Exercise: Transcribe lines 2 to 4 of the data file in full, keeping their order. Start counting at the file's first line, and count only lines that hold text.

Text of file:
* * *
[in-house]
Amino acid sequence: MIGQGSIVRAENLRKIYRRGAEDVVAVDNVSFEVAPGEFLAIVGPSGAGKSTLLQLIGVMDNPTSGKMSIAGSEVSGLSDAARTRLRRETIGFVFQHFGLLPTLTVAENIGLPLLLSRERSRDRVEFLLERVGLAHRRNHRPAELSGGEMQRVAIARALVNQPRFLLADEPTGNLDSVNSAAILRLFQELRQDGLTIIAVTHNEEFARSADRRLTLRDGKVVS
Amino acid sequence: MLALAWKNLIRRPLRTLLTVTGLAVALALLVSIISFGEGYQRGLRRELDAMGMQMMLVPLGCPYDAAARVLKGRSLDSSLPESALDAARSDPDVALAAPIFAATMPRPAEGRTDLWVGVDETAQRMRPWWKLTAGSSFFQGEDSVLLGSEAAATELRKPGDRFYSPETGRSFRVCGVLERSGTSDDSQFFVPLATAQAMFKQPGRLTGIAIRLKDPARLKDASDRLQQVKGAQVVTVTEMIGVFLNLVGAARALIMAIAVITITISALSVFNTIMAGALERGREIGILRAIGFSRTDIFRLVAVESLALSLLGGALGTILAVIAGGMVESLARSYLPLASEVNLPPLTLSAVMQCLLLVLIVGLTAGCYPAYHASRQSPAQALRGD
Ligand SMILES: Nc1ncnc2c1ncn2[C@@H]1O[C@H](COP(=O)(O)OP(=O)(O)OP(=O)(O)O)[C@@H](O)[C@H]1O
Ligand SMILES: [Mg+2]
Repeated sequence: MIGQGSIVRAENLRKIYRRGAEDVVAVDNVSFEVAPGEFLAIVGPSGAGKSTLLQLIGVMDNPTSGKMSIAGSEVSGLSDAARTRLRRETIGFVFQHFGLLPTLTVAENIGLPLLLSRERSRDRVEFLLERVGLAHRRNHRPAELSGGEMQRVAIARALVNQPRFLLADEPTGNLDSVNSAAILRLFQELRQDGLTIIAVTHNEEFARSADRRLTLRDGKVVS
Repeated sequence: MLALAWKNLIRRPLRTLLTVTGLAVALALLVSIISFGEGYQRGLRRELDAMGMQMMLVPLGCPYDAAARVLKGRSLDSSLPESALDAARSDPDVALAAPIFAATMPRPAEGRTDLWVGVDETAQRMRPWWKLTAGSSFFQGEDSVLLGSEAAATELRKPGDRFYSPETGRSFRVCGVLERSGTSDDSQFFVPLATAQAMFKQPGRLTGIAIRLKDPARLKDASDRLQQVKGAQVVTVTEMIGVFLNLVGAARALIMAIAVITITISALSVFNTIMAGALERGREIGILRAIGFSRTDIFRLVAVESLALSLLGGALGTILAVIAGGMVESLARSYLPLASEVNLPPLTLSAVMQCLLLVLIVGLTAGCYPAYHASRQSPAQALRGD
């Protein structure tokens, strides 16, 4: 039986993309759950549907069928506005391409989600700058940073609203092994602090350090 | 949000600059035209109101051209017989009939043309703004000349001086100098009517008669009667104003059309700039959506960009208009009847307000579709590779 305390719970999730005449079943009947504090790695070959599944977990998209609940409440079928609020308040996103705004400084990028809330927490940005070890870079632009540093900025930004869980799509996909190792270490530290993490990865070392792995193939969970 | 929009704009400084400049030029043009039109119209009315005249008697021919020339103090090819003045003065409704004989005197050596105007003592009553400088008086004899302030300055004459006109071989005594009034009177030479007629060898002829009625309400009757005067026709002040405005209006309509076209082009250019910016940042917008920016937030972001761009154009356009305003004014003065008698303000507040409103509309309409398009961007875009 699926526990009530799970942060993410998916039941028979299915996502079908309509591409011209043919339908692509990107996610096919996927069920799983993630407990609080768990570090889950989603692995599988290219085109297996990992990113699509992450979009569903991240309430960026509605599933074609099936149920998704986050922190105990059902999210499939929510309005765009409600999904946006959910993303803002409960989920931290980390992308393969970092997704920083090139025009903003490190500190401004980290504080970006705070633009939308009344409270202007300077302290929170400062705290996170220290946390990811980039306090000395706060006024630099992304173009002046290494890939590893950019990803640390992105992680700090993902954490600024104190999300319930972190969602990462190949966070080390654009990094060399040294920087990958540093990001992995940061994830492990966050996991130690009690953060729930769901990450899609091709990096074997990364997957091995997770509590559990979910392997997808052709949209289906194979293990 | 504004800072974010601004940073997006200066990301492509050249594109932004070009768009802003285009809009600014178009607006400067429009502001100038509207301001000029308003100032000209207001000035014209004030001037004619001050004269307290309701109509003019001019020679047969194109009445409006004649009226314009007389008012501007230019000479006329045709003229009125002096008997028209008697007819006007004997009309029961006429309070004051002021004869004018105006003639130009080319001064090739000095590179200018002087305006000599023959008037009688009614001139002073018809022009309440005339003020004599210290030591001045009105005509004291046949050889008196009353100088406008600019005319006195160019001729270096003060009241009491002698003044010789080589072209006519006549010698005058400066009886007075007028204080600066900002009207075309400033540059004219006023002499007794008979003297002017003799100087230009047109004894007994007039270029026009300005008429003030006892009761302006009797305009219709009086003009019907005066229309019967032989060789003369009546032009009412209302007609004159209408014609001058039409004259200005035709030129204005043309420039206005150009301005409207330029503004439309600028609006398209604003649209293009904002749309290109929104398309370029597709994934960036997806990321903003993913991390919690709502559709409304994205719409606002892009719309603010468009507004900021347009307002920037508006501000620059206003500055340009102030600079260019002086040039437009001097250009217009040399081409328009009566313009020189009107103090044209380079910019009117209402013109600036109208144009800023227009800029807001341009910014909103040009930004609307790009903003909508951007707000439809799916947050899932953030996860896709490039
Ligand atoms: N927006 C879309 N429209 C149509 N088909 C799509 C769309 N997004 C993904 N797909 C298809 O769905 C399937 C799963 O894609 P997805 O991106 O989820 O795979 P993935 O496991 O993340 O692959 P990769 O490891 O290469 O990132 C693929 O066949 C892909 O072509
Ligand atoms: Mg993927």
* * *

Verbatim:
Amino acid sequence: MIGQGSIVRAENLRKIYRRGAEDVVAVDNVSFEVAPGEFLAIVGPSGAGKSTLLQLIGVMDNPTSGKMSIAGSEVSGLSDAARTRLRRETIGFVFQHFGLLPTLTVAENIGLPLLLSRERSRDRVEFLLERVGLAHRRNHRPAELSGGEMQRVAIARALVNQPRFLLADEPTGNLDSVNSAAILRLFQELRQDGLTIIAVTHNEEFARSADRRLTLRDGKVVS
Amino acid sequence: MLALAWKNLIRRPLRTLLTVTGLAVALALLVSIISFGEGYQRGLRRELDAMGMQMMLVPLGCPYDAAARVLKGRSLDSSLPESALDAARSDPDVALAAPIFAATMPRPAEGRTDLWVGVDETAQRMRPWWKLTAGSSFFQGEDSVLLGSEAAATELRKPGDRFYSPETGRSFRVCGVLERSGTSDDSQFFVPLATAQAMFKQPGRLTGIAIRLKDPARLKDASDRLQQVKGAQVVTVTEMIGVFLNLVGAARALIMAIAVITITISALSVFNTIMAGALERGREIGILRAIGFSRTDIFRLVAVESLALSLLGGALGTILAVIAGGMVESLARSYLPLASEVNLPPLTLSAVMQCLLLVLIVGLTAGCYPAYHASRQSPAQALRGD
Ligand SMILES: Nc1ncnc2c1ncn2[C@@H]1O[C@H](COP(=O)(O)OP(=O)(O)OP(=O)(O)O)[C@@H](O)[C@H]1O